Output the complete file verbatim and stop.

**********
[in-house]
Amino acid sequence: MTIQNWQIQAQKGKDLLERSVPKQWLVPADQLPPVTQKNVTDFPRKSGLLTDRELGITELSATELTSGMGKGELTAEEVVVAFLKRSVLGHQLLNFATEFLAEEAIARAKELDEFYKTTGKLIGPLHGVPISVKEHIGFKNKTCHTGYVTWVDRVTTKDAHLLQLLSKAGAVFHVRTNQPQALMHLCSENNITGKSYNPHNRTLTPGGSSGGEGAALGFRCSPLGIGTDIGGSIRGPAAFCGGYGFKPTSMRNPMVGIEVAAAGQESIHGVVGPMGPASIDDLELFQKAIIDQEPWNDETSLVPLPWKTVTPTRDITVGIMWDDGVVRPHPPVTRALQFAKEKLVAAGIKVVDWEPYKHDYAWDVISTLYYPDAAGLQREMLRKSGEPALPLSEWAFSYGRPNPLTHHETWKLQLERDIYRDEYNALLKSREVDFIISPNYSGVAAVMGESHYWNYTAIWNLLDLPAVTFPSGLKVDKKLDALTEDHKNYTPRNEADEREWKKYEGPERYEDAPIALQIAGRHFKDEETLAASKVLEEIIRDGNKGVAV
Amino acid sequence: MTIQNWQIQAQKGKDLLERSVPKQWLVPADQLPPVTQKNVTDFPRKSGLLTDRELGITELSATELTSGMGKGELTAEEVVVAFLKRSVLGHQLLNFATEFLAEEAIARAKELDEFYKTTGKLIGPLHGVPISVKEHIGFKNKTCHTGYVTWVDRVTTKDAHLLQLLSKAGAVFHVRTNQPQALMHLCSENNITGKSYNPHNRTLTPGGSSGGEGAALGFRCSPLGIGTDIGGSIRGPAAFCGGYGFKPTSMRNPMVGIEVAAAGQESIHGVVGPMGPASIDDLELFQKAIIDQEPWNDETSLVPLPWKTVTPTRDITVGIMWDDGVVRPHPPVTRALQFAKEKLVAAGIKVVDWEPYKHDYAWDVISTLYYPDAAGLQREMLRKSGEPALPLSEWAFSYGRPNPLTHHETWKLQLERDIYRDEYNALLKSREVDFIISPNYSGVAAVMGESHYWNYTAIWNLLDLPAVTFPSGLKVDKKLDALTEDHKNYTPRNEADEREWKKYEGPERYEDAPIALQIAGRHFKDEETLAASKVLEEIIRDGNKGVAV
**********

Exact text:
[in-house]
Amino acid sequence: MTIQNWQIQAQKGKDLLERSVPKQWLVPADQLPPVTQKNVTDFPRKSGLLTDRELGITELSATELTSGMGKGELTAEEVVVAFLKRSVLGHQLLNFATEFLAEEAIARAKELDEFYKTTGKLIGPLHGVPISVKEHIGFKNKTCHTGYVTWVDRVTTKDAHLLQLLSKAGAVFHVRTNQPQALMHLCSENNITGKSYNPHNRTLTPGGSSGGEGAALGFRCSPLGIGTDIGGSIRGPAAFCGGYGFKPTSMRNPMVGIEVAAAGQESIHGVVGPMGPASIDDLELFQKAIIDQEPWNDETSLVPLPWKTVTPTRDITVGIMWDDGVVRPHPPVTRALQFAKEKLVAAGIKVVDWEPYKHDYAWDVISTLYYPDAAGLQREMLRKSGEPALPLSEWAFSYGRPNPLTHHETWKLQLERDIYRDEYNALLKSREVDFIISPNYSGVAAVMGESHYWNYTAIWNLLDLPAVTFPSGLKVDKKLDALTEDHKNYTPRNEADEREWKKYEGPERYEDAPIALQIAGRHFKDEETLAASKVLEEIIRDGNKGVAV
Amino acid sequence: MTIQNWQIQAQKGKDLLERSVPKQWLVPADQLPPVTQKNVTDFPRKSGLLTDRELGITELSATELTSGMGKGELTAEEVVVAFLKRSVLGHQLLNFATEFLAEEAIARAKELDEFYKTTGKLIGPLHGVPISVKEHIGFKNKTCHTGYVTWVDRVTTKDAHLLQLLSKAGAVFHVRTNQPQALMHLCSENNITGKSYNPHNRTLTPGGSSGGEGAALGFRCSPLGIGTDIGGSIRGPAAFCGGYGFKPTSMRNPMVGIEVAAAGQESIHGVVGPMGPASIDDLELFQKAIIDQEPWNDETSLVPLPWKTVTPTRDITVGIMWDDGVVRPHPPVTRALQFAKEKLVAAGIKVVDWEPYKHDYAWDVISTLYYPDAAGLQREMLRKSGEPALPLSEWAFSYGRPNPLTHHETWKLQLERDIYRDEYNALLKSREVDFIISPNYSGVAAVMGESHYWNYTAIWNLLDLPAVTFPSGLKVDKKLDALTEDHKNYTPRNEADEREWKKYEGPERYEDAPIALQIAGRHFKDEETLAASKVLEEIIRDGNKGVAV